The site also comes with a nice set of brightly shining principles. Its core mission is described as an attempt to “make the Internet a better place“. The FAQ describes the site as a Wikipedia-like, collaborative effort and asks you to be nice, tolerant, and honest. The about page says “We don’t run Stack Overflow. You do.” The moderators are elected by the community.
For one year and seven months I have breathed that.
Don’t get me wrong. I am not suffering from the delusion that I am a vital pillar of the Stack Overflow community. My reputation on the meta site, which is where policies for running Stack Overflow are discussed, and bugs and feature requests are logged, is rather pathetic. With little more than one dozen questions, and even less than a dozen answers, I am absolutely at the low end of the spectrum. I have accounts on only eight of the several dozen StackExchange sites, and not much reputation on any of those either.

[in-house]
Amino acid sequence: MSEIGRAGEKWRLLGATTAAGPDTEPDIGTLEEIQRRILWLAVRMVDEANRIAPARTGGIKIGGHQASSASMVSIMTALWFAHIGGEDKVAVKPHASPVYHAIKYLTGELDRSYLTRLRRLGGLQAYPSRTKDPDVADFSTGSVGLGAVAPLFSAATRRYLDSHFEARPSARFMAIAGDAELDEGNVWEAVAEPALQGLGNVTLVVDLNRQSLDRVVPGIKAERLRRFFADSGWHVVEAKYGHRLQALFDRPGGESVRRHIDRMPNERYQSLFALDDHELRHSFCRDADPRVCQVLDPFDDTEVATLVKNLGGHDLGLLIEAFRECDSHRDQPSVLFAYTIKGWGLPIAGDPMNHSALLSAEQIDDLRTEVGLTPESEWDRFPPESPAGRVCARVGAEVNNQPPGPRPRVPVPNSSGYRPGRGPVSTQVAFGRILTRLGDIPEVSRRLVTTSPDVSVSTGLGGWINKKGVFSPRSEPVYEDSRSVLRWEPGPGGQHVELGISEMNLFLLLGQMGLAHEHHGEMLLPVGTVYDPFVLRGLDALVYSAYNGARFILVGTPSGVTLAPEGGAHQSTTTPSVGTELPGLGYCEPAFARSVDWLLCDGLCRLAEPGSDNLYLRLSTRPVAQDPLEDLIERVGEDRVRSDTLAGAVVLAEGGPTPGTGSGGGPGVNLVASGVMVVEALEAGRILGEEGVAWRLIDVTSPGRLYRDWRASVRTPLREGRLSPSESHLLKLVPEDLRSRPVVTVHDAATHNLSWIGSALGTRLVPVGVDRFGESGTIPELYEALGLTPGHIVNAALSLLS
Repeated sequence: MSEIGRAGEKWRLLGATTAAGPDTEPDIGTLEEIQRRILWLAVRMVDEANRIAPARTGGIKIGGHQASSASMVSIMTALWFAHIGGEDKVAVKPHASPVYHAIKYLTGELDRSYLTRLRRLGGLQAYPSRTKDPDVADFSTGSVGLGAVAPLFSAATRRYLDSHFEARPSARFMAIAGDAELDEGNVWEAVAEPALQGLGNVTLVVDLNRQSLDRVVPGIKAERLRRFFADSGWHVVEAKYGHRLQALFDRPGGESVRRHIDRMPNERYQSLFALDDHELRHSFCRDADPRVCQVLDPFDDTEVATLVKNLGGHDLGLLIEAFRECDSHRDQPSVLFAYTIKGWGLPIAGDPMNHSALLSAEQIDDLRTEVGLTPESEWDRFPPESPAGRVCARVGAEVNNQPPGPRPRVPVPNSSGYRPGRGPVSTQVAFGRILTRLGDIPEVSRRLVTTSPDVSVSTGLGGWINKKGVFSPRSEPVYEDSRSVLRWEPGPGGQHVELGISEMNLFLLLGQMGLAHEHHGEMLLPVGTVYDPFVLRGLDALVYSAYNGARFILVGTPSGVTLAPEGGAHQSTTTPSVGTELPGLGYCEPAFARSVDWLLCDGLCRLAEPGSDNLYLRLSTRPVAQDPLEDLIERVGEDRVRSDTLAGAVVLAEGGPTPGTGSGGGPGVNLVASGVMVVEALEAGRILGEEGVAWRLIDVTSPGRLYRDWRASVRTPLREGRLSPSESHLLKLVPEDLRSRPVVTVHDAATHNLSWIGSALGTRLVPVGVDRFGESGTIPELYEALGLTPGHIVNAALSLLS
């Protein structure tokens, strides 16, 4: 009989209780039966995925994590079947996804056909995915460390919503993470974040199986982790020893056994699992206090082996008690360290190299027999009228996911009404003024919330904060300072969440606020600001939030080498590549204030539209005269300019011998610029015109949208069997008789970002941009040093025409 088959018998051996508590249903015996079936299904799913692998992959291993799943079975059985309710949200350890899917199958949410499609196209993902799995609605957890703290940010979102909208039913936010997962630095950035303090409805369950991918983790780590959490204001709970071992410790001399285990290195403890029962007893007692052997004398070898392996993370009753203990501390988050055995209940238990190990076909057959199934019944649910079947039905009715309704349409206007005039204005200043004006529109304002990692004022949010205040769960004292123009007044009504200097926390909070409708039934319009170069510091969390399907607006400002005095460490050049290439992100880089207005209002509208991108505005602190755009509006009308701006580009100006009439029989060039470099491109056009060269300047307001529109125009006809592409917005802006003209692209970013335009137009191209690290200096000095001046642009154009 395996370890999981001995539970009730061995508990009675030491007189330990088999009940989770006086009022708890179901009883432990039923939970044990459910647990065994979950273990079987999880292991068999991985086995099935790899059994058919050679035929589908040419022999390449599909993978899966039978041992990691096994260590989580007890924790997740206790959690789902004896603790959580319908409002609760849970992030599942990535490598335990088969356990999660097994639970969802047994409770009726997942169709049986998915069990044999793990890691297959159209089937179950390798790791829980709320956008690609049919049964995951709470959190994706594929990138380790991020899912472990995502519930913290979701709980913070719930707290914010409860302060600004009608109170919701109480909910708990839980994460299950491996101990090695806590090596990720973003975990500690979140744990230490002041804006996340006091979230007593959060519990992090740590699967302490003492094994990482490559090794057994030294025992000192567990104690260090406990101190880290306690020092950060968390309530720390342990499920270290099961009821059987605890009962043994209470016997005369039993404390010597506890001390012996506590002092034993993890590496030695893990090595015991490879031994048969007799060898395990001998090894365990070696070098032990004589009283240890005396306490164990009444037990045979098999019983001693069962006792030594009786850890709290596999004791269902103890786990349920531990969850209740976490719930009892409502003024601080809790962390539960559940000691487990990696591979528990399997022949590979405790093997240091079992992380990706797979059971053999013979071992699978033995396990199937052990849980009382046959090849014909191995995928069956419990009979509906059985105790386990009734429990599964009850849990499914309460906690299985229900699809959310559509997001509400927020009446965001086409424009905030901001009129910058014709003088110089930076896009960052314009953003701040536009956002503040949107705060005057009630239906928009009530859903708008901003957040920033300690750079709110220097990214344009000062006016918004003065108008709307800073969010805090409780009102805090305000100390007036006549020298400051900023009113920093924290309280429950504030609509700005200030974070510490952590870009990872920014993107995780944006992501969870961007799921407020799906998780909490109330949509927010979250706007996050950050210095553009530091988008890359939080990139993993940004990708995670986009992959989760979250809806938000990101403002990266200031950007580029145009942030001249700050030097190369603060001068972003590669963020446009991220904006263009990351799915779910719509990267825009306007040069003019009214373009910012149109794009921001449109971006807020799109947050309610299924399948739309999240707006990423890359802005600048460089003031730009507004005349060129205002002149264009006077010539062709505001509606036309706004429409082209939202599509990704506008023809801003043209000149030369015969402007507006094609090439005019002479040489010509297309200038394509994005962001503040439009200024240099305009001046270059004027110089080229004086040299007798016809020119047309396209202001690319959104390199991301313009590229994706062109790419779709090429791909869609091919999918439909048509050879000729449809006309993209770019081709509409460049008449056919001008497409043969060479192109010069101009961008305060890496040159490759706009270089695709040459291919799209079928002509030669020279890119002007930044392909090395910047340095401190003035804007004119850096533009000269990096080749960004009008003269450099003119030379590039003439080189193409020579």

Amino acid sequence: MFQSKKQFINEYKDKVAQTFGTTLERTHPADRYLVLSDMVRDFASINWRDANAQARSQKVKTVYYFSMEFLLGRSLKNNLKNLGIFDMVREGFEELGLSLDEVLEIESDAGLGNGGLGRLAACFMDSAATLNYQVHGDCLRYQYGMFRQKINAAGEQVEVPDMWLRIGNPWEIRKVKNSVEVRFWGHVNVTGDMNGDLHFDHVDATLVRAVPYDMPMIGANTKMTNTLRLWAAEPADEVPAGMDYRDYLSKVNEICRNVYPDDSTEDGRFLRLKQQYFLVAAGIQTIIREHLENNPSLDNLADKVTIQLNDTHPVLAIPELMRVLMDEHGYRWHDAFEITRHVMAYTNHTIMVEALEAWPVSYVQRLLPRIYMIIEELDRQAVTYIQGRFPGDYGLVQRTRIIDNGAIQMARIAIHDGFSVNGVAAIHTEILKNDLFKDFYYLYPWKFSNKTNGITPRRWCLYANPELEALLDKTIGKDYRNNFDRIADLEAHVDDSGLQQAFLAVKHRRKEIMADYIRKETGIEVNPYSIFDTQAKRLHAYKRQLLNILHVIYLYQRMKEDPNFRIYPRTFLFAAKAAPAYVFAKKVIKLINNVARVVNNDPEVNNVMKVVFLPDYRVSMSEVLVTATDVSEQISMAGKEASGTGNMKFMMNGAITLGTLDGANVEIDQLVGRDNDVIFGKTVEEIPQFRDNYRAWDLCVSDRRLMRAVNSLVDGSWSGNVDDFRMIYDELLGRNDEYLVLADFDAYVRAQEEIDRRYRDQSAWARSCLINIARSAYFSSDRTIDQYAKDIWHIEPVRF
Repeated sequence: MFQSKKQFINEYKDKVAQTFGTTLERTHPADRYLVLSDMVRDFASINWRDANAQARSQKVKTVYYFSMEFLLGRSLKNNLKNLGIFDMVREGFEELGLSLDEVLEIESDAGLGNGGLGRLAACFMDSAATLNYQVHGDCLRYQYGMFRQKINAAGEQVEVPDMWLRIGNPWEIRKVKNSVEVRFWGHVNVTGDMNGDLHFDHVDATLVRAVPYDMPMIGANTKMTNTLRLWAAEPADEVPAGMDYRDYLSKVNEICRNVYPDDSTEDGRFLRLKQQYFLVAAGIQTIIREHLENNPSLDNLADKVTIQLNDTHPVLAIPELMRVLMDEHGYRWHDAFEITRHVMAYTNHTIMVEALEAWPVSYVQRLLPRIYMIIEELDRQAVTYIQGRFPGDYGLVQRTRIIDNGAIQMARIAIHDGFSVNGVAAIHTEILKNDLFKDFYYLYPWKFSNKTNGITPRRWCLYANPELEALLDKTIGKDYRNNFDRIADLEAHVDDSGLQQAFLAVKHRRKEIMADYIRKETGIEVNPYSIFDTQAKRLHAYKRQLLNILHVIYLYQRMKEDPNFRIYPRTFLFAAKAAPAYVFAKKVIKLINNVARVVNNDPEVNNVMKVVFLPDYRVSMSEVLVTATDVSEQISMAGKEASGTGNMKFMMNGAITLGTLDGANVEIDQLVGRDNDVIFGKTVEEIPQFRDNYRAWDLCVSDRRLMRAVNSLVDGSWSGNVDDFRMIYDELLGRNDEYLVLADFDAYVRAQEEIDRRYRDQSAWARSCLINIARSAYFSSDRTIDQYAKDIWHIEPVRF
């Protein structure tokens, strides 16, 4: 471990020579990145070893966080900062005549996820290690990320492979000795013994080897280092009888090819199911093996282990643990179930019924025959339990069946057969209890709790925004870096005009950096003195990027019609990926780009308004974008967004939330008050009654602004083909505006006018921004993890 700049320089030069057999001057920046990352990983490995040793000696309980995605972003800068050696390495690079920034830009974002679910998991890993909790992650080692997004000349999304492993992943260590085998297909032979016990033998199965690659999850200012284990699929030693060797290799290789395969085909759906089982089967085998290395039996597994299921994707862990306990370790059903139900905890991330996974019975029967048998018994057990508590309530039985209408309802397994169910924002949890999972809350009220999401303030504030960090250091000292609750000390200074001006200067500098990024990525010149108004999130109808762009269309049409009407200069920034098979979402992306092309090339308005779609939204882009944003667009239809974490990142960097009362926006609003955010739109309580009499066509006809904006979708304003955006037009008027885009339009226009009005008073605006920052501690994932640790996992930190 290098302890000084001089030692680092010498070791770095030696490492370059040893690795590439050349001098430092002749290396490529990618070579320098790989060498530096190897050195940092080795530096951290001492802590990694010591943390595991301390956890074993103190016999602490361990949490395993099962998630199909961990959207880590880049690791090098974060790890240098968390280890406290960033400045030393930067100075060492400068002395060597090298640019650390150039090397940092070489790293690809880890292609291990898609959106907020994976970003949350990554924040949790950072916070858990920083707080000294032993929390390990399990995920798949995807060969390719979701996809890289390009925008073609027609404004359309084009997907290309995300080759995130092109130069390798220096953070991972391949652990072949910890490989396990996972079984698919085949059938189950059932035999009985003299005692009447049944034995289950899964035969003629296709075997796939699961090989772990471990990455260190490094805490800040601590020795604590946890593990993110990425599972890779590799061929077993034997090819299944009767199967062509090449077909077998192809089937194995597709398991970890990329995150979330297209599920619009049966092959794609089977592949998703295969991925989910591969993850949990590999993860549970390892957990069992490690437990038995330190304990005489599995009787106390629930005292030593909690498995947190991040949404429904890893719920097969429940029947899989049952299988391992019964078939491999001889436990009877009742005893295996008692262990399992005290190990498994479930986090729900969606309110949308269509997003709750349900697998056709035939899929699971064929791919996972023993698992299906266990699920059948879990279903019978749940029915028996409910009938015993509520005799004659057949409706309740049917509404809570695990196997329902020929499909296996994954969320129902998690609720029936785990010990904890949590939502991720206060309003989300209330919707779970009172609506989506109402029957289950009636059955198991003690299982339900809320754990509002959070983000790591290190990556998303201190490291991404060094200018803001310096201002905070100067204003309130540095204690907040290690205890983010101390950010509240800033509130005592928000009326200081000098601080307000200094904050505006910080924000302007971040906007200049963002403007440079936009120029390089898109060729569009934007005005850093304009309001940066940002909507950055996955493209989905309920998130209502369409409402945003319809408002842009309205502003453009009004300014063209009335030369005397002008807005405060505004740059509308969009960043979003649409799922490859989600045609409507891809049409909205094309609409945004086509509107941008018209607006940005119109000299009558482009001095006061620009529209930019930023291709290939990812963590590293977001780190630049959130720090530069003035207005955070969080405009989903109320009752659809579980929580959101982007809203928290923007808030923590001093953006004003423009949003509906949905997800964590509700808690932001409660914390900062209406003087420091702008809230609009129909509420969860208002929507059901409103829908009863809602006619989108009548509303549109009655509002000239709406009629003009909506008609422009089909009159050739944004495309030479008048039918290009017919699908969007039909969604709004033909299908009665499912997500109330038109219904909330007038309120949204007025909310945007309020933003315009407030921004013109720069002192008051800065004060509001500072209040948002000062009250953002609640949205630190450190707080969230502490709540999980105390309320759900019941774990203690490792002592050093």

But on Stack Overflow proper this is different. I didn’t just ask a few questions when I needed help. Within a year, I answered well over 1,000 questions, became one of the top ten users in the C++ tag, and, as the site tells me, I am among the site’s top 0.25% users. (As I write this, I hold rang #99 in the all-time rank of the more than half a million users of all StackExchange sites). I have more than 175 badges, two gold ones among them, and I casted more than 4,000 votes. I was one of those who started the C++ FAQ effort on Stack Overflow, my contribution to the FAQ, an article about operator overloading, got a lot of attention on reddit, I’m one of the owners and a rather active member of Stack Overflow’s C++ chat room. So I think I can safely say that, among more than 300,000 users, I left a mark or two on the site, and that I am one of the more responsible users caring for the site.
However, recent events have brought me t the edge of actually leaving Stack Overflow. What happened?